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Metro Science: Wine glasses, joints that ache when it rains, and the biggest animals that ever flew

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The Quetzalcoatlus had a 3-metre skull, 11-metre wingspan — wider than a tennis court — and stood as tall as a male giraffe

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The Quetzalcoatlus had a 3-metre skull, 11-metre wingspan — wider than a tennis court — and stood as tall as a male giraffe

In the dinosaur ages, skies were filled with pterosaurs: Winged reptiles, including pterodactyls, ranging in size from house cat to giraffe. After their extinction 66 million years ago, nothing so large flew again until humans launched hot air balloons. Now new science, and newly discovered fossils, are transforming our understanding of the biggest and weirdest animals ever to fly.


Last month, the journal Science reported the discovery of more than 200 pterosaur eggs and 16 embryos in China’s Gobi Desert. Previously only a handful were known to science. The fossils appear to be the species Hamipterus, a medium-sized pterosaur with a 3-metre wingspan. Scientists have already learned a ton from this discovery: The eggs were concentrated in a group, and distributed through many layers of sediment from different time periods. This suggests that, like many kinds of birds, they nested together in large groups and returned to the same breeding grounds over and over.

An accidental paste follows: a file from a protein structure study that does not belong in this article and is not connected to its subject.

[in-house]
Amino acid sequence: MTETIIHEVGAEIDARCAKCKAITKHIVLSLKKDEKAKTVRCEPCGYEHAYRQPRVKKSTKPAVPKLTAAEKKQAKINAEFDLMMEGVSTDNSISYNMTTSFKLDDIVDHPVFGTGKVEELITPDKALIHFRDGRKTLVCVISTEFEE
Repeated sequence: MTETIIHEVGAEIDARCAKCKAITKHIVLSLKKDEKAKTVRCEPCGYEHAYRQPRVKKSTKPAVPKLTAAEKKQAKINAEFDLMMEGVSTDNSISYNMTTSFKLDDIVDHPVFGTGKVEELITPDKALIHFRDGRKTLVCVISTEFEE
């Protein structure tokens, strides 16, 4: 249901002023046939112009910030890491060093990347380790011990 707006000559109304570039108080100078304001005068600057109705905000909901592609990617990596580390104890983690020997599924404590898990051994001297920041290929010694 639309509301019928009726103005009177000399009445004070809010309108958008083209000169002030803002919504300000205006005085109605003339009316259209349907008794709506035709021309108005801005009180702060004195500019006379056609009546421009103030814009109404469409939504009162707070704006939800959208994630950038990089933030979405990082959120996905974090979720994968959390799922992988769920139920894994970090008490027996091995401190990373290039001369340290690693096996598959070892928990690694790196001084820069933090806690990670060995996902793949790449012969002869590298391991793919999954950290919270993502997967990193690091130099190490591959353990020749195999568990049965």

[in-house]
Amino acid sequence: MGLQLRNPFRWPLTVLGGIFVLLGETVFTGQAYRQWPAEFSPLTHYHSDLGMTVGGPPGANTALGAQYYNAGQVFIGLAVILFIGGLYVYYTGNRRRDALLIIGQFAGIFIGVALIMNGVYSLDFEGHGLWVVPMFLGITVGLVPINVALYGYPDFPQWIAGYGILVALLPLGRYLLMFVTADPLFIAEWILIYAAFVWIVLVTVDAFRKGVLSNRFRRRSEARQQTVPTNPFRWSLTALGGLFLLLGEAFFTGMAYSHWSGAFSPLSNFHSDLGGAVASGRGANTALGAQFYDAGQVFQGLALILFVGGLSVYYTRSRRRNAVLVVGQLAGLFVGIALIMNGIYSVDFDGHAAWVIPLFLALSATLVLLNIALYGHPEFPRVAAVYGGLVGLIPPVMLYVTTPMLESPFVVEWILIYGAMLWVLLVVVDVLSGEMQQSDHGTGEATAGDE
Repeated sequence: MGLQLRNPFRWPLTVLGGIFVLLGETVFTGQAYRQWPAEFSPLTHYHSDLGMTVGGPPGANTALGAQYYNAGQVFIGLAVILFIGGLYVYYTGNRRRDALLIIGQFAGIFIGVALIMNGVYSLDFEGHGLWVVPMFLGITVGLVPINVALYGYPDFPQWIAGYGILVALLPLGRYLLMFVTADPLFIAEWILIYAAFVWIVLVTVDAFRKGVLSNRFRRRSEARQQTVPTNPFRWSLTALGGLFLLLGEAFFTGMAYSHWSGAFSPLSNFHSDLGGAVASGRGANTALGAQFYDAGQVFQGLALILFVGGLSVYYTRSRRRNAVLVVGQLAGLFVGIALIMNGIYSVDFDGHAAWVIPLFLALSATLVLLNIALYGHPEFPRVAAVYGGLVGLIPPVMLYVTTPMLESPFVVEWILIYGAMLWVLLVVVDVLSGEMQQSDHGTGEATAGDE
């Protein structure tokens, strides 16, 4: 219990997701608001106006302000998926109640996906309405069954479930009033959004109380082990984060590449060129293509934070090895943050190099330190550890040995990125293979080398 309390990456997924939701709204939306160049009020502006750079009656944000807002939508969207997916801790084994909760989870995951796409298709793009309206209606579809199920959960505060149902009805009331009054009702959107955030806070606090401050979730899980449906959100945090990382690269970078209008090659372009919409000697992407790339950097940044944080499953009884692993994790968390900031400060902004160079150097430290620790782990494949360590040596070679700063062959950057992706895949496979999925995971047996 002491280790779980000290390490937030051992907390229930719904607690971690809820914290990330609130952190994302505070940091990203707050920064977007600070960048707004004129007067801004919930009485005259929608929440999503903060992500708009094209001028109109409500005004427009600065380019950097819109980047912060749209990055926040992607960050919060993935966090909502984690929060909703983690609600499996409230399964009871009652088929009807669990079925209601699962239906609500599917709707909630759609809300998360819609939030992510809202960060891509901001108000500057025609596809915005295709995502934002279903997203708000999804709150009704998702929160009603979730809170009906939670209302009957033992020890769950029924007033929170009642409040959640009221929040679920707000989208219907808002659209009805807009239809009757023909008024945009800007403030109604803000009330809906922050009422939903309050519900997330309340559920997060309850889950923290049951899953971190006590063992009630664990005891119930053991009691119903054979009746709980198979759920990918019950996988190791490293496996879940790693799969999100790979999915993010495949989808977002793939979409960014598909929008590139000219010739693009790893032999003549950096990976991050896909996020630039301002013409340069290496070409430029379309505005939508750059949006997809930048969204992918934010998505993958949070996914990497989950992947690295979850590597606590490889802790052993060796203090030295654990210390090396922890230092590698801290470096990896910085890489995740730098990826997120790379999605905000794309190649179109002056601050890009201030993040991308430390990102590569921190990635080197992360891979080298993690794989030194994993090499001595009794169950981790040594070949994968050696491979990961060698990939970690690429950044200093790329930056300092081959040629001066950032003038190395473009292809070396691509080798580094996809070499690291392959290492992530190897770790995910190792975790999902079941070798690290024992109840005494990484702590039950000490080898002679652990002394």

Imagine you’re walking around the Cretaceous forest, minding your own business, and suddenly it gets dark. You look up and there’s a Quetzalcoatlus, the grandest of the pterosaurs, blocking the sun. It had a 3-metre skull and an 11-metre wingspan, wider than a tennis court, and stood as tall as a male giraffe. But thanks to its hollow bones, it weighed just 200 kg, compared to the giraffe’s 1,200.


The question of how something so massive, muscular and heavy as Quetzalcoatlus could have flown has puzzled scientists for generations. People wondered if they got a head start by jumping off high cliffs and flapping their wings. It seemed possible that they took off on two feet, like birds, but studies by biomechanics researcher Michael Habib showed that would have shattered its femur. The most recent models suggest they took off using all four limbs, somewhat like bats do, launching their back limbs over their front ones.


Knee surgery can be a practical cure for pain.


Knee surgery can be a practical cure for pain.

Knees that hurt when it rains — or do they?

Your knees are aching — there must be rain coming on, right? Wrong. A study in the British Medical Journal of 11 million doctor visits found no relationship between the day's weather and the number of people seeking help for joint or back pain. The results did not change if there were several rainy days in a row, and were no different among arthritis patients and everyone else.

Pouring more

Too much cheer? Maybe. Wine glass size ballooned from 66 mL in 1700s to 180mL in 1950 to 450mL today, a new study of 411 English goblets finds.

SOUND SMART: Your science vocabulary word for the week

Phylogeny is the history of the evolution of a species or group — it’s your biological family tree, with all your ancestors.

​Deborah’s dance steps are so inelegant, I’m convinced the gazelle is farther back in her phylogeny than it is in mine.

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